By Ryan Hanna, for Skedline.com
At a meeting on Thursday, the TTC board voted unanimously to approve a 10-cent fare increase. The price for cash fares will remain the same, but PRESTO fares will rise to $3.10 for adults, with student and senior monthly passes rising by $5.70 and adult passes increasing by $4.90.
In a presentation, staff detailed that they will need $33.5 billion in the next 15 years for repairs alone, and that 70 percent of capital projects (ie. the Relief Line, Scarborough subway) are unfunded.
This price hike will raise an estimated $25.8 million for the transit agency, and it is asking for an additional $22 million in funding from the city to cover things like the new 2-hour transfers. Though there will be around 700,000 fewer riders due to the increase in fares, the increased prices will offset this loss.
With massive delays on the system stretching all the way from Museum to Wilson stations on Thursday, not everybody thinks that riders should be on the hook for more money.
“The recent delays, if anything, should be a wake-up call to Mayor Tory and Premier Doug Ford. Riders are paying the price for the chronic underfunding the system is experiencing and will continue to do so until the province and city fund the TTC properly,” said Shelagh Pizey-Allen, executive director for TTCriders, an advocacy group, campaigning for world-class transit in Toronto.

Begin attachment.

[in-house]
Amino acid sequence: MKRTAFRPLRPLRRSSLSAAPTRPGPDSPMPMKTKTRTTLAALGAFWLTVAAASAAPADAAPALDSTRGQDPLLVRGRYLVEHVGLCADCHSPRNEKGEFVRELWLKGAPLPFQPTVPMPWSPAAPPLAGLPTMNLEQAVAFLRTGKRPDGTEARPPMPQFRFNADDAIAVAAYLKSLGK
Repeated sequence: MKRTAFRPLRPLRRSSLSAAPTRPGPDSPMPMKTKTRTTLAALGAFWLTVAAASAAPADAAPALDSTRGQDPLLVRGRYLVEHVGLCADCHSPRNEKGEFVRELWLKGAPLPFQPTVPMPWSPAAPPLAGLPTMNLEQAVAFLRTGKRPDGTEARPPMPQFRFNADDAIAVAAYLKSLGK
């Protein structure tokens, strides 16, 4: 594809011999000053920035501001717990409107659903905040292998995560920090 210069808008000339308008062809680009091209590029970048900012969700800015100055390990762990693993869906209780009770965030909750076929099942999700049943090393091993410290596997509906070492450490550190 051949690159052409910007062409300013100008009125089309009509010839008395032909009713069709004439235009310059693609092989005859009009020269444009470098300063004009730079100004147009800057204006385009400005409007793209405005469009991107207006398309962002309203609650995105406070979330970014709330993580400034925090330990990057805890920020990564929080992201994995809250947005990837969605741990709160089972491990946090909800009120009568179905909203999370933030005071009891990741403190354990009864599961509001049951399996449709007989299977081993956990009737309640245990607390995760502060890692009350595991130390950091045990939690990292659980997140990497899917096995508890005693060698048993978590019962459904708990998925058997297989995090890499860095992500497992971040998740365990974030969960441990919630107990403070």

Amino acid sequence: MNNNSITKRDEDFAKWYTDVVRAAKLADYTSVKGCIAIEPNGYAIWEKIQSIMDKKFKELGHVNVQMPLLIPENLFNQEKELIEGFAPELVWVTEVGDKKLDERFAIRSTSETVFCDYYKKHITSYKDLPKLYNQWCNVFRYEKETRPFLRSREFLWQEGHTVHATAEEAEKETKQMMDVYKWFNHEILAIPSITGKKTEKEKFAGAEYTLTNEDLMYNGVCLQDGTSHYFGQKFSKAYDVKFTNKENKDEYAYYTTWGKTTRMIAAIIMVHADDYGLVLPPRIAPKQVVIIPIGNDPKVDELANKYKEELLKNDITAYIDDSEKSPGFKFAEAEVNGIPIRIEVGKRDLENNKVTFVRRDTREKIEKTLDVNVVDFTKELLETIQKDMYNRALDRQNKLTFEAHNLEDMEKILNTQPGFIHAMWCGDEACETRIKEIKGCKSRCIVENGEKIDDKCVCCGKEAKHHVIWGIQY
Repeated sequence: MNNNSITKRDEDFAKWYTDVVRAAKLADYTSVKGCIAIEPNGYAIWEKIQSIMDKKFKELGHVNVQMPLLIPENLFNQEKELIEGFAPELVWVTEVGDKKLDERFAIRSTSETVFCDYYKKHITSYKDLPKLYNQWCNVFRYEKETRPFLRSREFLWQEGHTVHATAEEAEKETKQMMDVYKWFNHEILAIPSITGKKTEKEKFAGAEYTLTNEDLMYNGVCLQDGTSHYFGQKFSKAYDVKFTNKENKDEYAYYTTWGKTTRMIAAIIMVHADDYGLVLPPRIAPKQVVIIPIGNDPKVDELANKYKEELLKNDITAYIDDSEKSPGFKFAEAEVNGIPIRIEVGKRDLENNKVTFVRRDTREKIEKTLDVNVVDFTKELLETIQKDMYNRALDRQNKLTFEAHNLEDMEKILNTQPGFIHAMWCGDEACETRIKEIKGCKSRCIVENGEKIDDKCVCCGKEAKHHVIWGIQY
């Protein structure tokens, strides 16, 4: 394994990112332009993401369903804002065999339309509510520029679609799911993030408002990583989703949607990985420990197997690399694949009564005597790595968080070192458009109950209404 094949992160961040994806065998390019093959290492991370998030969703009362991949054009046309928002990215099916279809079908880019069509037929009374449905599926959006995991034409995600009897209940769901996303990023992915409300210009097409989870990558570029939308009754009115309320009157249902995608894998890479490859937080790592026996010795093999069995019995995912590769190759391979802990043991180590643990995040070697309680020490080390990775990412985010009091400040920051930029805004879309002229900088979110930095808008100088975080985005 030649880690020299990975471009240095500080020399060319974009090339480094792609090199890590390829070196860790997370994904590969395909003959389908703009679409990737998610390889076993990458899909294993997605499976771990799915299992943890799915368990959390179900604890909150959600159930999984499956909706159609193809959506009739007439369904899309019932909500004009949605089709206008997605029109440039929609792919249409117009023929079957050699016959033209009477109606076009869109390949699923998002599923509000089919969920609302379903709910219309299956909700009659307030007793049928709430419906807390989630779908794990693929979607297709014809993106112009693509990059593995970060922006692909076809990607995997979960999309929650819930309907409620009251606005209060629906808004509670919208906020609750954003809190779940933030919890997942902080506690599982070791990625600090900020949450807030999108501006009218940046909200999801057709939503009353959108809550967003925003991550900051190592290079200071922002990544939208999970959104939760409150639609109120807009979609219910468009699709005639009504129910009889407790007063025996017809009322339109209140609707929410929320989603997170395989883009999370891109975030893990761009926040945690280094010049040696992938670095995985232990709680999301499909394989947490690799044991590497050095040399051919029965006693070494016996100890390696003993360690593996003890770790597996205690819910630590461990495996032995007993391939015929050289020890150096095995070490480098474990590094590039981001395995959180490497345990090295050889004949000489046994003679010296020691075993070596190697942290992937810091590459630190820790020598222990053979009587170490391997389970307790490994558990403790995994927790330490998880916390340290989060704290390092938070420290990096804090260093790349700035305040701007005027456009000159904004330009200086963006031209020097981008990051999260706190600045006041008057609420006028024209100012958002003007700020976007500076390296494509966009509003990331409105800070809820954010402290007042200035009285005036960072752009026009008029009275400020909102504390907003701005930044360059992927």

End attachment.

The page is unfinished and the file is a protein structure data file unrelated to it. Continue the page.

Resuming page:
The city receives a subsidy of around $0.90 per rider, while Montreal, Calgary and Vancouver receive $1.16, $1.69 and $1.86 respectively, according to a document by CodeRedTO, another advocacy group. In the GTHA, Hamilton receives $1.90 per rider, while Mississauga gets $2.3 and York Region receives a whopping $4.56.
The TTC is the least-subsidized major transit system in both Canada and the U.S., according to the document, but a $30 million increase to the budget will barely put a dent in the agency’s financials.
Not everybody is happy with the change, with students who have to purchase monthly seeing the biggest increase.
Ty, a film and media production student at Humber College, sees both sides of the debate. “It’s difficult because I understand that more money is needed, but it hurts my wallet too. If I’m gonna be paying more, the government should chip in more money too.”
Sophie, a Humber student studying theatre performance, had a different opinion. Commuting from Scarborough, she faces delays on the Bloor-Danforth line on a regular basis.
“Well I’m definitely not happy about paying more, but at least they won’t be cutting the number of buses or trains running, which I guess makes up for it,” she said. “Still not happy that I have to be paying more in the first place, especially with the delays that I’m constantly having to put up with.”
The fare increase will start on April 1, 2019 and is the first increase since January 1, 2017 when John Tory put a fare freeze for 2018 into place.